The Course Comments Questionnaire (CCQ) is the standard course evaluation at UW-Green Bay; faculty members have used the seven-question survey to evaluate their courses for more than 20 years. While some campus units have adopted other means of evaluating their courses (e.g., Humanistic Studies, English Composition, and Social Change & Development use other evaluation tools), the CCQ remains the predominant measure of course quality at UW-Green Bay.
A considerable amount of research has been conducted investigating the reliability and validity of student course evaluations. Although the research is largely supportive of student evaluations, they do have limitations. The most important thing to keep in mind when reviewing these ratings is that they do not provide a direct measure of student learning. Although research shows a modest relationship (correlations in the low to mid 40s) between achievement and student ratings, one cannot conclude that a course with low ratings means that students did not benefit intellectually and academically from the course.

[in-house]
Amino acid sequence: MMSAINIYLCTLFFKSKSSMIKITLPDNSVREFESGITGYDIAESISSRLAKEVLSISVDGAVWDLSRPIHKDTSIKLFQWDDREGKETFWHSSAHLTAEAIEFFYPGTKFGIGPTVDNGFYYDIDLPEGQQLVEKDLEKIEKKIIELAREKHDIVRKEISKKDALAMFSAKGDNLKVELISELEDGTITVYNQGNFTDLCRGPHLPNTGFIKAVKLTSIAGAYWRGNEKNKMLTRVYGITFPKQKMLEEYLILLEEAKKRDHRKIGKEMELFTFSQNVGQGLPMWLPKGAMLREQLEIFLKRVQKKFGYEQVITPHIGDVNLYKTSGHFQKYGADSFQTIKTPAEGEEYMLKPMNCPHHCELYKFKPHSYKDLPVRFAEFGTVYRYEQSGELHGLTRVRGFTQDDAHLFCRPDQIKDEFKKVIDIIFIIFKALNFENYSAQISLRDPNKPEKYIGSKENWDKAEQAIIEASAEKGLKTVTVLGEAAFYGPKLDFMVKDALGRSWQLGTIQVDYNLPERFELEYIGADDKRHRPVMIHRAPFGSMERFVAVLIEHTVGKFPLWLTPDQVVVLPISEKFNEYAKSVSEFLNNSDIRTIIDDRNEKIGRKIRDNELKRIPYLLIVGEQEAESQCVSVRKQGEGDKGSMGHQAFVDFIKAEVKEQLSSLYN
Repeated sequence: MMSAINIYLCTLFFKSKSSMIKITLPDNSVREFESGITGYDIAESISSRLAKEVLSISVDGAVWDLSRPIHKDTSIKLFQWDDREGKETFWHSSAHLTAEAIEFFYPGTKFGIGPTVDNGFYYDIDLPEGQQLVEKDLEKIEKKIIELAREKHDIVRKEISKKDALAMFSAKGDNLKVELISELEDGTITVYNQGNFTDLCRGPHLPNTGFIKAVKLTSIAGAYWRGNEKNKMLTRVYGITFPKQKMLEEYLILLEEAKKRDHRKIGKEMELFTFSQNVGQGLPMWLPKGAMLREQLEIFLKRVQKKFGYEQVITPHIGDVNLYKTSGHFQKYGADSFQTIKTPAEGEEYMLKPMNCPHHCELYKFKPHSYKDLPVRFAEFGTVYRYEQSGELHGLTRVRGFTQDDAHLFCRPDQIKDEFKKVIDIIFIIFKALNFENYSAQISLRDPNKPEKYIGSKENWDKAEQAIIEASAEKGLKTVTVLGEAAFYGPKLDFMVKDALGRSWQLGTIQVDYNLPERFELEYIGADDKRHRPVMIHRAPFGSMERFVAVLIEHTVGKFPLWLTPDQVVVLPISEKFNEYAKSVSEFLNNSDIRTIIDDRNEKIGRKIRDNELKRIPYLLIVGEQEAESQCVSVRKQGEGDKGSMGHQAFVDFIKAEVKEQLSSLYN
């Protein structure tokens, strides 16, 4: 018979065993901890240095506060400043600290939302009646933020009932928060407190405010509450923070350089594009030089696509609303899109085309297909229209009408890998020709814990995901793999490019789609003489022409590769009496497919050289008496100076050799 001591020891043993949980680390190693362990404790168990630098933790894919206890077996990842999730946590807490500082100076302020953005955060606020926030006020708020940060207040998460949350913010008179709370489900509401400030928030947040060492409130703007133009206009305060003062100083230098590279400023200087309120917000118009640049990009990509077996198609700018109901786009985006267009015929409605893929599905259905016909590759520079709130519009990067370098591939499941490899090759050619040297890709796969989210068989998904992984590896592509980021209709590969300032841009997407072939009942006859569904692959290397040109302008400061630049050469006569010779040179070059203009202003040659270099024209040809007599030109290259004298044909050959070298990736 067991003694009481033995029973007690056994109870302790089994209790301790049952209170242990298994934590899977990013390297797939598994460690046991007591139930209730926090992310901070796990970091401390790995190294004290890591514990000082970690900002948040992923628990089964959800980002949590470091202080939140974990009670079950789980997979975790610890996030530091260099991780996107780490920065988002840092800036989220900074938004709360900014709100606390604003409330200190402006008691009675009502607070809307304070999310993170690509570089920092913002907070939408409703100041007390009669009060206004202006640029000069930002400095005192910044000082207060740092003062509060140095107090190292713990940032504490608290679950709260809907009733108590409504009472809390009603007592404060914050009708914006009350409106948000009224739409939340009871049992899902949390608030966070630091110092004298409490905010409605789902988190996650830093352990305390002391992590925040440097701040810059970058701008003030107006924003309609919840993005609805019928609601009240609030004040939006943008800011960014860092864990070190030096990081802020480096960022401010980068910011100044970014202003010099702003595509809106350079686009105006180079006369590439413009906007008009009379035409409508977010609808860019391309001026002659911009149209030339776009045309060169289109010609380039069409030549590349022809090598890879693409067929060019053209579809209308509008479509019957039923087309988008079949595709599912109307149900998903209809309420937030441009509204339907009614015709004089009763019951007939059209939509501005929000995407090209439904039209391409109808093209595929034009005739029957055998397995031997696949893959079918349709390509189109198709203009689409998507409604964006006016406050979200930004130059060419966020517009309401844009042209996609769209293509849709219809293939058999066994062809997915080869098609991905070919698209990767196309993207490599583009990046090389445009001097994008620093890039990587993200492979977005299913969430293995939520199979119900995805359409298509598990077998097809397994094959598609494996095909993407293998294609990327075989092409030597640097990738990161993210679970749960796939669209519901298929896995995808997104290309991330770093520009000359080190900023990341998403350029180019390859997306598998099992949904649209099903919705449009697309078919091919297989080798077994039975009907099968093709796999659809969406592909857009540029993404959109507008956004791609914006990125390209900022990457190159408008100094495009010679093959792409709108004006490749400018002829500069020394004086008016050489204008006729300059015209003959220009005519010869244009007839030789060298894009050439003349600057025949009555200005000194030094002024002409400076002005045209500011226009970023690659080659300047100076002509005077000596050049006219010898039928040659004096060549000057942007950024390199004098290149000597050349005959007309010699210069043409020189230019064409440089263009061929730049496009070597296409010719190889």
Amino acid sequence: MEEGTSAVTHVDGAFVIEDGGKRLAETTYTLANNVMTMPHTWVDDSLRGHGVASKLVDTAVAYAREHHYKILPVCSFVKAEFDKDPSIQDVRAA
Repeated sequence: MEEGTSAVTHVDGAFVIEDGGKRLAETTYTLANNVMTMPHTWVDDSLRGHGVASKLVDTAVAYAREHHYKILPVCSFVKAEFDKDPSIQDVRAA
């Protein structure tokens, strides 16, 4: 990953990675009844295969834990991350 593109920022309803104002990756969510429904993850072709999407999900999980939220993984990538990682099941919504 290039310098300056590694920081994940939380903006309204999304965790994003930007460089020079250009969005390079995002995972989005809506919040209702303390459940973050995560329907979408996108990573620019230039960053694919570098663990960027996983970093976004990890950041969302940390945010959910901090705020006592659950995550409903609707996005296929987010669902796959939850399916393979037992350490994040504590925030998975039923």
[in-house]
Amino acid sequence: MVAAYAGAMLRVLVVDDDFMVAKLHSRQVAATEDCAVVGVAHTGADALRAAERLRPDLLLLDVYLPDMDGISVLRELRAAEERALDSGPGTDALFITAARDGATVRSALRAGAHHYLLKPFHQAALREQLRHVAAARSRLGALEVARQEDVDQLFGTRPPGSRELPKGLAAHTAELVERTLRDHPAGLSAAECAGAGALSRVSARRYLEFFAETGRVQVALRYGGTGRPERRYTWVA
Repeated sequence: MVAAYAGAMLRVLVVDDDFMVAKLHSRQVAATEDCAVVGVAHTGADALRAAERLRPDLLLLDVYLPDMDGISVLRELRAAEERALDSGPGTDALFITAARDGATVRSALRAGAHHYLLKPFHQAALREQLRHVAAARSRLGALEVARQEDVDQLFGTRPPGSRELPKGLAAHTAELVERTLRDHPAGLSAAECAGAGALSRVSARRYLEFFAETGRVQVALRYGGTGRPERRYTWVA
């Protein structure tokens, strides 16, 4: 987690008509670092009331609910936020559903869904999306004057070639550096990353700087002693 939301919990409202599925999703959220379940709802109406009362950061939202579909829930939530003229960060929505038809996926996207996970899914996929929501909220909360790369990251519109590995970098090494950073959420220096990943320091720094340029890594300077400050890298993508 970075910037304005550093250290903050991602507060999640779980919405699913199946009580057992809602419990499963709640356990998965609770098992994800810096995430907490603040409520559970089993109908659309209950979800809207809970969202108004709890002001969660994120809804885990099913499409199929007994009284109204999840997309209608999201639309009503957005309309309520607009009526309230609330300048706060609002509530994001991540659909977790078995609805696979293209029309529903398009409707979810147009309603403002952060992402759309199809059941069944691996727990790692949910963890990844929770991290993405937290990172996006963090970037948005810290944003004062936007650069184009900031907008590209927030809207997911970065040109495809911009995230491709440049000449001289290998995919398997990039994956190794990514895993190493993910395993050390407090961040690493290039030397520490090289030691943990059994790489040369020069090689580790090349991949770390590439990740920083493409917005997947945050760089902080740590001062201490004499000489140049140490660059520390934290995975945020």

In addition, it is important to consider that two course characteristics, class size and academic field have been shown to influence ratings. Small discussion classes (35 or fewer students) often receive higher ratings than larger lecture classes. The academic field of a course can also influence ratings. Humanities and fine arts classes generally receive the highest ratings followed by courses in the social sciences. Courses in mathematics, accounting, statistics, and the natural sciences generally receive the lowest ratings.